Sunday, May 26, 2024

Saza-E-Kalapani – Echoes of a Glorious Past

By Sumedha Tiwari (Grade 8)

This is a place where time has stopped, where the air is still drenched with melancholy from past events, where the earth is still moist with the sweat of our heroes, and where the water is still hostile with rage. This place is considered one of the darkest chapters in the history of India. The Cellular Jail, also known as ‘The Punishment of Kala Pani’, was truly an unescapable prison.

Having built the prison between 1896 and 1906 on the then hostile islands of Andaman and Nicobar, the British had great plans for it. For the jail was in the middle of nowhere, surrounded by the Bay of Bengal on all sides, and the British were determined that prisoners brought to it would be a discouragement to all those who dared to stand against the British Raj.

However, as it turned out, it was quite the contrary. In the later phases of the national movement, a new surge of patriotic and nationalist feelings arose among the masses under the leadership of Gandhiji, Subash Chandra Bose, Rani Laxmi Bai, and countless others. The sacrifices made by Bhagat Singh, Chandra Shekhar Azad, and Ram Prasad Bismil, among thousands, proved to be a motivation for all Indians. The tables turned immediately on the British as prison converted from a place dreaded to a place of worship. Freedom fighters taken hostage by the Kala Pani were more than proud to have served their purpose towards the freedom of their motherland.

Patriots were ready for all sorts of hardships in the Kala Pani jail, including being bound by iron chains around their limbs and waists and tied to seven fellow prisoners left to labour. This was done so to torture the other men; if by chance one of them fainted, then the weight of the unconscious man would weigh down the chains of the others, making them bleed through cut wrists and ankles.

Upon entering one of the cells in the cellular jail, I was immediately struck by its size, which was hardly enough for a man to stretch in. The cell was built in such a way that the lock could not be reached from within it. The guards during British rule used to lock the prisoners and then throw the key inside the cell, leaving the prisoners so close to their freedom yet so far away. The cell was entirely closed except for one little window for ventilation and light about three metres from the ground. Once inside, I could not see anything but the red bricks of the enclosure around me. All 696 cells of the jail were designed in a way that no prisoner could communicate with the other; this was this was one of the many brutalities our forefathers had to endure but did so nevertheless.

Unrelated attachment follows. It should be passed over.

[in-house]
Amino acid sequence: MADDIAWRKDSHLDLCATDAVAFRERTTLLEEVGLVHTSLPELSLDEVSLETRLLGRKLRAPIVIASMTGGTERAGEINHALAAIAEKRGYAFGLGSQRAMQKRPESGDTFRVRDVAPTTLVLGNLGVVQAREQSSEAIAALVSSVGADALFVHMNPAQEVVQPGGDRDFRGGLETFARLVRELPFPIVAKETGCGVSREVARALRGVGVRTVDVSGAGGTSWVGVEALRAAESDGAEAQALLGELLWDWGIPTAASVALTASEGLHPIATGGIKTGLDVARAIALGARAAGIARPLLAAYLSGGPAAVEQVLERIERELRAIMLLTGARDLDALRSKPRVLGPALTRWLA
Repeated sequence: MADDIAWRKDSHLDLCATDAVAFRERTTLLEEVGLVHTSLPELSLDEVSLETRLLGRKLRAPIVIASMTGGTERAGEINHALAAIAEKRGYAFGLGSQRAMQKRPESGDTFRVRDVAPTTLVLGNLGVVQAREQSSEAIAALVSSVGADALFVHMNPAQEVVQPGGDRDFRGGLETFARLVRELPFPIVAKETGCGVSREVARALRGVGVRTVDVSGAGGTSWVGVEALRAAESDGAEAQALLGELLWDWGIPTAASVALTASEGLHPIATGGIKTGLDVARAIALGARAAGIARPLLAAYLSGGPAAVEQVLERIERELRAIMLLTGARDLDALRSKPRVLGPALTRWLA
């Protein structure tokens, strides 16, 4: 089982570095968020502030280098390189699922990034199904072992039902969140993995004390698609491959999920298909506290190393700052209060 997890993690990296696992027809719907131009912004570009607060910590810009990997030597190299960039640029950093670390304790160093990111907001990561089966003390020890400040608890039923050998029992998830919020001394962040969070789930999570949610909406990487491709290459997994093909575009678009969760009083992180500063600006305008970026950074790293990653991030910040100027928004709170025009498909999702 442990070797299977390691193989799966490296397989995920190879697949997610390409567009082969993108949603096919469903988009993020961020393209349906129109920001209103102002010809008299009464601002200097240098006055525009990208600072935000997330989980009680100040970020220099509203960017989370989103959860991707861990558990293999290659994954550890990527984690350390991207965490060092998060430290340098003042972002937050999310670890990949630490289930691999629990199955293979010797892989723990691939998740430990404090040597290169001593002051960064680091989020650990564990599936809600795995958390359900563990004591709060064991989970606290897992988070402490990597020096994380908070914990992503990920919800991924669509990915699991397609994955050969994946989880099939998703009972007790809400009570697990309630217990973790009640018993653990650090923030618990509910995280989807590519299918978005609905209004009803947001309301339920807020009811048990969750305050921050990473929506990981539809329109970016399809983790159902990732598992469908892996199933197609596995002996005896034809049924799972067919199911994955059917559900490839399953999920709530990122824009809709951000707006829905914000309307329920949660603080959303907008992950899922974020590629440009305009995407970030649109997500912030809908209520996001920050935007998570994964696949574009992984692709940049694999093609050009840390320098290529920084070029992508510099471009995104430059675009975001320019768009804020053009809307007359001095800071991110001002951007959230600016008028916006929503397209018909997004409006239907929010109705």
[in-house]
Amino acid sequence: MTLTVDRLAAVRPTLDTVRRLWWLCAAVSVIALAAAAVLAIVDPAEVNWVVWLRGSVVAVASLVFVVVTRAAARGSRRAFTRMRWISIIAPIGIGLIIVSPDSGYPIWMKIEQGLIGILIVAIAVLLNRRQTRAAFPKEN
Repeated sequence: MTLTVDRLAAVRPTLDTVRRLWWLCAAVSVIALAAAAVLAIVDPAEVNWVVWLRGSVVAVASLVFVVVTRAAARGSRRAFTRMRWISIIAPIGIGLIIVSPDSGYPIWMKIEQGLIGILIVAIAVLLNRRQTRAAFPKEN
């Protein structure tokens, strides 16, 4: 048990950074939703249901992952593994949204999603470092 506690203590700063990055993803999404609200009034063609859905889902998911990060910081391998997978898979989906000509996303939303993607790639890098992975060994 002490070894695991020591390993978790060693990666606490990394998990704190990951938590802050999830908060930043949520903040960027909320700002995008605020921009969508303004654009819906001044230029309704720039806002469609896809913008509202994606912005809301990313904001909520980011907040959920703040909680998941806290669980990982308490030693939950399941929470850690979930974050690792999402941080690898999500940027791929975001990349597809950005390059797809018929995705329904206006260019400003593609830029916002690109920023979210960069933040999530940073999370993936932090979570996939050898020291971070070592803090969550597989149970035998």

I felt proud to walk through the same corridors as the great souls who were held there as prisoners for guarding their birth land. The Cellular Jail is not only a reminder of the cruel tyranny of the British Raj but also the echoes of the heroes, the martyrs who suffered and died there while trying to liberate our country. Those heroes in the cellular jail received the honour of serving their motherland and dying fighting for it. An eternal flame burns here in the memory of the great humans who gave us free air to breathe in. We salute them all, for none of their efforts, even the smallest ones, went unrewarded.

Featured Image Courtesy – Pinterest


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  1. I visited the Cellular Jail a few years back(before covid), and I must say, you’re description is incredibly precise.

  2. I must say this topic is very scarcely discussed about. It was good to learn so much about the punishment of Kala Pani. Well scripted and well written. Bravo!


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